Calendula. It’s looking really pretty this time of year. I love how fiery that orange can get. Everyday, I have at least one ready flower to harvest. I’m not one for the mundane, and living on a homestead is far from it, but there’s something very connecting and exceptional about checking my plant babies everyday to see how they grow and progress, despite how repetitive it may seem. I especially love to visit them after a rain. My animals despise the rain (minus the waterfowl), but my plants thrive in it. And contrasting the very vocal protests of my herd, the plants have been celebrating the rain, as evident by their lush green leaves, brightly colored flowers, and towering heights.
Looking like a daisy–which makes sense because it’s part of the same family–Calendula has bright yellow/orange flowers. The flowers are what’s used for medicinal properties.
This flower is very multipurposed as it is used for culinary, medicinal, and cosmetic purposes. That and it really is just really pretty.
You don’t see it a lot anymore, but this was a popular flower to add to salads and stews. It is completely edible and its consumption won’t hurt you.
Linoleic acid is found in high concentrations in Calendula. Calendula is a helpful remedy for:
Calendula can improve skin firmness and hydration. A strong rinse/tea can be made to apply topically.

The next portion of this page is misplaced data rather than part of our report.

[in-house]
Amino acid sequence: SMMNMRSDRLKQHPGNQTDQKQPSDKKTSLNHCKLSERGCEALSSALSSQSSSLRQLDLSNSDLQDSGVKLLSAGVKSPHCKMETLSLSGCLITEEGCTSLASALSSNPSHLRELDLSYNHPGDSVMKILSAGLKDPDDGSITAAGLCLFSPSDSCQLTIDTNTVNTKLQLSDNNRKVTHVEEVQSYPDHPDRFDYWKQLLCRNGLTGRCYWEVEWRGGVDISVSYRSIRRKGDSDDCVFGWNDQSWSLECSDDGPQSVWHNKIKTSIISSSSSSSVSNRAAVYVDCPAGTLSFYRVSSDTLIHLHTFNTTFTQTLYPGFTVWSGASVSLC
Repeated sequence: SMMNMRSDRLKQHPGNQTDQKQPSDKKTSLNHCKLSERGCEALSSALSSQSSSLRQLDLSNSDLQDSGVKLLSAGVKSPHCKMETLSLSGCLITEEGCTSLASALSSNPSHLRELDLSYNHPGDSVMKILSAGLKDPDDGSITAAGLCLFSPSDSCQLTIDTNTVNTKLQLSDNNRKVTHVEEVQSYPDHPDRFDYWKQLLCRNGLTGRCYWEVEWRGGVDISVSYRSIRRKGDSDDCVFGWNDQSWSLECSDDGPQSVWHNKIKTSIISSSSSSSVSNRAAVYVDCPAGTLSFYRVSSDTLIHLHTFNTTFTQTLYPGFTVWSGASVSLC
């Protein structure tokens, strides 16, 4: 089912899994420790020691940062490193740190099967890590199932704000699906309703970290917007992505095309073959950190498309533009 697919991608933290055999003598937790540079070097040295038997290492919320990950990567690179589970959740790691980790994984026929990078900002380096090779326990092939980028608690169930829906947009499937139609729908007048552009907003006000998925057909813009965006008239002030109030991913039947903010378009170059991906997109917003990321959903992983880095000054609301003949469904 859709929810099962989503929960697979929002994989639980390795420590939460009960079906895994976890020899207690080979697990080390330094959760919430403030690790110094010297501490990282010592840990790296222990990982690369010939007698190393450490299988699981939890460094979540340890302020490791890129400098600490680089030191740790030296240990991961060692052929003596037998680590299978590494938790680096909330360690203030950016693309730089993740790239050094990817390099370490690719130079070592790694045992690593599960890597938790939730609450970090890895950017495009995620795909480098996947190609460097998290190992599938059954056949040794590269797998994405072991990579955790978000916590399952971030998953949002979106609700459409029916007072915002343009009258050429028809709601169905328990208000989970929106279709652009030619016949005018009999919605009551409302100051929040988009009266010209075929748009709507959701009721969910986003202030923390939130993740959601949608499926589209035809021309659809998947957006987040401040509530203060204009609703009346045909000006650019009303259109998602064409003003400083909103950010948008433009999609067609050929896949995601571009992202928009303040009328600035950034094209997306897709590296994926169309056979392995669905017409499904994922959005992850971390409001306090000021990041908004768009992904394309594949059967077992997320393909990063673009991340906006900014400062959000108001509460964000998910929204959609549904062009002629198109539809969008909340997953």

Calendula increases blood flow and oxygen to wounds, which can result in a faster healing process as new tissue is grown. When taken internally in tea form, it can help with ulcers.
Calendula can help induce a menstrual cycle (do not take when pregnant as it can lead to early labor). This herb can also treat cramping.
Antimicrobial and Antiviral
The oils and acids found within this plant can fight pathogens, candida symptoms, and even some antibiotic resistant strains of bacteria. Calendula is used in a few antiseptic topical remedies because of this.
I have one plant that is blooming and has enough to harvest daily. I harvest the flowers and dry them then store them. Once I have enough I infuse them in an oil for future salves and any additional teas I could use.
Want to see what herbs we have in our garden? Take a look here.
We recently added yarrow to our medicinal garden and it’s finally blooming. It is a unique plant in that the leaves and flowers can both be used topically and internally. It’s very versatile, treating many ailments and improving health.
Yarrow is actually quite pretty and I find the pungent scent intoxicating. I love harvesting the flowers because they smell so lovely. Which I find funny because pests hate it. This plant is virtually pest free and even when I found caterpillars trying to devour the neighboring comfrey, the yarrow remained untouched. Another funny note off of that fact, yarrow attracts beneficial insects like ladybugs and those creepy parasitic wasps. If you have not seen a clip of what those things do, you need to take the time to find a video. As long as you’re not squeamish. Anyways, these beneficial insects help with the nasty little buggers you want out of your garden, so plant plenty of yarrow.
The colors I see most often in yarrow flowers that people grow in their gardens are white and pink.
The leaves are soft and feather-like in both appearance and texture. Both flowers and leaves are used for their medicinal properties. An all around, pretty plant. This herb is actually my daughter’s favorite. She will harvest them with me and sneak off with one. I have seen them stashed in her dresser from time to time.